Unfortunately, it turns out that regardless of how well Asia is doing thanks to the combined efforts of Beijing and other regional governments, they cannot supplant the massive appetite once represented by the US consumer. The combined consumer expenditure of China and India, with more than 2 billion people, is still only one fifth of consumption in the US. It also turns out that how well individual Asian nations are recovering may depend on how well they cater to recovering demand in China. This may sound like hair-splitting, but it's an important distinction. A growing number of economists recognise that a real global economic recovery will depend on emerging markets, Asia in particular, restructuring in a way that weans them from the American consumer as a source of economic growth and job creation. And as Asia goes, so goes the Gulf as the world's principal supplier of energy.
Whether Asia can recover by supplying demand within Asia also fuels the argument, therefore, over whether the crisis is hastening an inexorable decoupling of economic cycles between the West and Asia, whereby the former has long dictated the direction of the latter. If China and the rest of the region can unlock the purchasing power of their own consumers, the decoupling argument goes, they will be able to break their dependence on the US. And doing so will require, and result in, an end of the dominance of the US dollar as the dominant currency of foreign trade. Growing demand from Asia's consumers, and trade between Asian nations, will finally break the economic thrall of the US - and in the process mark the triumph of the decades-old US policy of using cheap credit and open import markets to lure developing nations away from Communism.
Since it emerged after 2002 as the world's factory, China has gradually become one of the biggest, if not the biggest, export destination for Asia's economies. Singapore, South Korea, Taiwan and, of course, Hong Kong all ship more to China than to the US. But two third of Asia's exports are still ultimately bound for the West, either directly or after heading to China and being bolted together and then sent to the West. It is this fact that has long served as ammunition for economists who doubt whether this expansion in intra-Asian trade signifies any actual economic decoupling. When the crisis hit, this intra-Asian trade collapsed right along with global trade. Decoupling was disproven, its detractors claimed.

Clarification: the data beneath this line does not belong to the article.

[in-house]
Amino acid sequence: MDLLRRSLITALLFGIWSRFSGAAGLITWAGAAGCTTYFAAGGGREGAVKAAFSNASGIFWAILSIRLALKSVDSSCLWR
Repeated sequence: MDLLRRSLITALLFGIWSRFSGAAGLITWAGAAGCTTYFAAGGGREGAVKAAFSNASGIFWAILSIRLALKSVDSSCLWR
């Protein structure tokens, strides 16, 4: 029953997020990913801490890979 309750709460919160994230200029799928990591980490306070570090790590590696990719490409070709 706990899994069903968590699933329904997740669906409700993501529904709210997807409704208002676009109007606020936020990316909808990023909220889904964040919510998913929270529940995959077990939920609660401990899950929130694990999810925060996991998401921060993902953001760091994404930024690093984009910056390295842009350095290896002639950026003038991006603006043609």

Now that exports are slowly gaining ground, though, what is interesting is where they are recovering the most. The most instructive contrast is Korea and Taiwan, where overall exports are still declining. In Taiwan, which largely sells electronic components to China that get re-exported to the West, exports are falling faster than in Korea, which sells heavy machinery and white goods that stay in China. Similarly, exports are doing well from Indonesia and Australia, because most of what they export to China is raw materials such as coal to feed China's building boom.
The question then becomes, though, how well these exports will hold up if, as some economists warn, China's own recovery turns out to be an unsustainable mirage conjured up by government stimulus without unleashing China's consumer? firstname.lastname@example.org